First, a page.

Ergonomic aspects of five different types of laparoscopic instrument handles under dynamic conditions with respect to specific laparoscopic tasks: An electromyographic-based study

  • U. Matern
  • G. Kuttler
  • C. Giebmeyer
  • P. Waller
  • M. Faist
Original article

Abstract

Background

The ergonomic deficiencies of various minimally invasive surgery (MIS) instrument handles are well-known. In the past, many studies have been performed to gain a better understanding of ergonomics in MIS. The current study investigates muscle strain during various dynamic tasks with different instrument handles.

Methods

Five different handle designs were tested: the axial handle (Aesculap), the vario handle (own model), multifunctional and ring handles (both Karl Storz), and the shank handle (Wilo). Ten subjects without any surgical training tested the following instrument functions: precise dynamic movement, rotation of the closed instrument, and simultaneous opening and closing of the effector. During these three trials, task performance (errors / duration) and the electromyographic activity of the hand and lower arm muscles were measured.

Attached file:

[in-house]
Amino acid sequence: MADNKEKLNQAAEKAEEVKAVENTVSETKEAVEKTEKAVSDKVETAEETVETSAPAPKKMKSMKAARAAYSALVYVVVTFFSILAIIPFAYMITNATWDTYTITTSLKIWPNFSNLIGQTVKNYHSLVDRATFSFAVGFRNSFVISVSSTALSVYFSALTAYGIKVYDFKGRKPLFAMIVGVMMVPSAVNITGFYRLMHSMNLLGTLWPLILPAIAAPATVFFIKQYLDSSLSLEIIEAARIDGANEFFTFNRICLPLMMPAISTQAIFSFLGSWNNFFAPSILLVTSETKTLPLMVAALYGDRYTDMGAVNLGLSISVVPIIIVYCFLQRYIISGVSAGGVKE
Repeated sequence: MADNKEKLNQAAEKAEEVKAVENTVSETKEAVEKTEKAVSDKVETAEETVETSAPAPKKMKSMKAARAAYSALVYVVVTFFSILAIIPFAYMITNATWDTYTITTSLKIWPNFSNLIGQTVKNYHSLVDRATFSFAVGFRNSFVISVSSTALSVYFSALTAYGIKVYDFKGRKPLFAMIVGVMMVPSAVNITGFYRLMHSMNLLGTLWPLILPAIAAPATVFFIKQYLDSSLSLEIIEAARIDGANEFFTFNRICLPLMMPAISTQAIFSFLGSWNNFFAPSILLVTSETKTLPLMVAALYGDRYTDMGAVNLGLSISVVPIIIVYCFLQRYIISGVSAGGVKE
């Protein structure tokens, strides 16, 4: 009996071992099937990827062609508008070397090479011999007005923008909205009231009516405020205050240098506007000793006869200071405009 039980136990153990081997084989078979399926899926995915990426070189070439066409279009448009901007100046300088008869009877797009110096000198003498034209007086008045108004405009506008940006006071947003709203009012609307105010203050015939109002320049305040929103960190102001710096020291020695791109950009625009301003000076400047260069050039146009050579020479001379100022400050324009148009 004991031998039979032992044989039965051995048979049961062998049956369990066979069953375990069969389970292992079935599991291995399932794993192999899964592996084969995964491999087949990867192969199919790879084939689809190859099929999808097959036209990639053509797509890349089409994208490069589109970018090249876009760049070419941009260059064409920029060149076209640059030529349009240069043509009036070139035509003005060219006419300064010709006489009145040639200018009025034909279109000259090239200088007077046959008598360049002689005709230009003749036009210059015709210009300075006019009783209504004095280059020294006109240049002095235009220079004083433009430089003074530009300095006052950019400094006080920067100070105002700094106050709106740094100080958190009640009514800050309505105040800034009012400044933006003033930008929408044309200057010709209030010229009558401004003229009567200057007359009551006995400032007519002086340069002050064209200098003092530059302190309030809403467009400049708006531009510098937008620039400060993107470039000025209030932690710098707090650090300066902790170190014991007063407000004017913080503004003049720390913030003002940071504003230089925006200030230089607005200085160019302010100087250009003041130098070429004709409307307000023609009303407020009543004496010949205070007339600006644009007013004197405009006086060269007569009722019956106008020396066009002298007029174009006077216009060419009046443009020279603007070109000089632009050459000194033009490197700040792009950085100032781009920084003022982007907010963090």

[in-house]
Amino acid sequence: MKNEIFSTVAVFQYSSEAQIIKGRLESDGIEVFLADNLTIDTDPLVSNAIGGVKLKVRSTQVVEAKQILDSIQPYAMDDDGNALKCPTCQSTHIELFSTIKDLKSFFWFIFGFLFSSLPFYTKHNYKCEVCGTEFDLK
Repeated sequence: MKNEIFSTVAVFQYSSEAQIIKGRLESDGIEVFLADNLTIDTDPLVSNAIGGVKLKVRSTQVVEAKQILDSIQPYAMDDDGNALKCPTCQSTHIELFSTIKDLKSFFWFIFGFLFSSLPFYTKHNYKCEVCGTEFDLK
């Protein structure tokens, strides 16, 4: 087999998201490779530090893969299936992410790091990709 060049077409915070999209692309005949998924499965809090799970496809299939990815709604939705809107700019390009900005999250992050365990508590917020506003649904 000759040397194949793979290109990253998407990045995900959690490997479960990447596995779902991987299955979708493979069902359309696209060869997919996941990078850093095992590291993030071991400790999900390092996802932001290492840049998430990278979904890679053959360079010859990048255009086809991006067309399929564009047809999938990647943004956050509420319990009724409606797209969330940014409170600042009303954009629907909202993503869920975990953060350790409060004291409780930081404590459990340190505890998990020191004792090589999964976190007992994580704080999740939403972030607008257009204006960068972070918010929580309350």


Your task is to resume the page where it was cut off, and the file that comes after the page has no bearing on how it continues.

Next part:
Results

Regarding the errors and the time required to carry out the tasks, the five handles showed similar results. The muscle activity was lowest for the precise dynamic movement task and highest during the rotation task. The axial handle required significantly more muscle activity than all other handles.

Conclusion

On the basis of these data, it was possible to construct characteristic muscle activation patterns for each handle. However, these patterns were not task specific. Accordingly, they may form a basis to improve the ergonomics of MIS handles with regard to muscle strain.

Key words

Laparoscopy Surgical instruments Ergonomics Human factors Electromyography 

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Copyright information

© Springer-Verlag 2004

Authors and Affiliations

  • U. Matern
    • 1
    • 2
  • G. Kuttler
    • 1
  • C. Giebmeyer
    • 1
  • P. Waller
    • 1
  • M. Faist
    • 3
  1. 1.Study Group Surgical Technologies, Department of General SurgeryUniv.-Hospital FreiburgFreiburg i.Br.Germany
  2. 2.Section for MIC, Department of General SurgeryUniv.-Hospital TuebingenTuebingenGermany
  3. 3.Department of NeurologyUniv.-Hospital FreiburgFreiburg i.Br.Germany

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